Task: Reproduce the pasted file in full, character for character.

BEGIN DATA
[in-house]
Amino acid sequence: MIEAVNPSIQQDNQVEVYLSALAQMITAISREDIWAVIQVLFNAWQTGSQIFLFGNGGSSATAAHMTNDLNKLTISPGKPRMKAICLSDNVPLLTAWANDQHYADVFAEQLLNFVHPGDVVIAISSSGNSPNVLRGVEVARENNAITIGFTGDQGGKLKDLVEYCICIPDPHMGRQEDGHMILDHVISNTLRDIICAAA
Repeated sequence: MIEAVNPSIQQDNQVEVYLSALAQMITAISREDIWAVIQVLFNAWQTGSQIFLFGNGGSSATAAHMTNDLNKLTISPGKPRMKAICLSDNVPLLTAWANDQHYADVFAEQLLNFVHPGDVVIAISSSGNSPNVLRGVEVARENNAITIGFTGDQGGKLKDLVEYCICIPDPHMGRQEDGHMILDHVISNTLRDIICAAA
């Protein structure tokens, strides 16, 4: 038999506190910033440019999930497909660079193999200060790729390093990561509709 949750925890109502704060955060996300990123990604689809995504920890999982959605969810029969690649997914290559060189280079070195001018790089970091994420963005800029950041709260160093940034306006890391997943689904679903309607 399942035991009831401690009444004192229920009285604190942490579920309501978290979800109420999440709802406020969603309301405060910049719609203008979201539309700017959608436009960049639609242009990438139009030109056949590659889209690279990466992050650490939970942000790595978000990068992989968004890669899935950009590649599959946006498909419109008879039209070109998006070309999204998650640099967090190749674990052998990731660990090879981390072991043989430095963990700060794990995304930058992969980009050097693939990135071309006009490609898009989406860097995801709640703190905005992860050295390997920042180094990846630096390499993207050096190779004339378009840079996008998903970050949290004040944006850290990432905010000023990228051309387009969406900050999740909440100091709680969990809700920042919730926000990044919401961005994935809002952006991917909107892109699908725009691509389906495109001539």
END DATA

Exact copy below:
[in-house]
Amino acid sequence: MIEAVNPSIQQDNQVEVYLSALAQMITAISREDIWAVIQVLFNAWQTGSQIFLFGNGGSSATAAHMTNDLNKLTISPGKPRMKAICLSDNVPLLTAWANDQHYADVFAEQLLNFVHPGDVVIAISSSGNSPNVLRGVEVARENNAITIGFTGDQGGKLKDLVEYCICIPDPHMGRQEDGHMILDHVISNTLRDIICAAA
Repeated sequence: MIEAVNPSIQQDNQVEVYLSALAQMITAISREDIWAVIQVLFNAWQTGSQIFLFGNGGSSATAAHMTNDLNKLTISPGKPRMKAICLSDNVPLLTAWANDQHYADVFAEQLLNFVHPGDVVIAISSSGNSPNVLRGVEVARENNAITIGFTGDQGGKLKDLVEYCICIPDPHMGRQEDGHMILDHVISNTLRDIICAAA
């Protein structure tokens, strides 16, 4: 038999506190910033440019999930497909660079193999200060790729390093990561509709 949750925890109502704060955060996300990123990604689809995504920890999982959605969810029969690649997914290559060189280079070195001018790089970091994420963005800029950041709260160093940034306006890391997943689904679903309607 399942035991009831401690009444004192229920009285604190942490579920309501978290979800109420999440709802406020969603309301405060910049719609203008979201539309700017959608436009960049639609242009990438139009030109056949590659889209690279990466992050650490939970942000790595978000990068992989968004890669899935950009590649599959946006498909419109008879039209070109998006070309999204998650640099967090190749674990052998990731660990090879981390072991043989430095963990700060794990995304930058992969980009050097693939990135071309006009490609898009989406860097995801709640703190905005992860050295390997920042180094990846630096390499993207050096190779004339378009840079996008998903970050949290004040944006850290990432905010000023990228051309387009969406900050999740909440100091709680969990809700920042919730926000990044919401961005994935809002952006991917909107892109699908725009691509389906495109001539």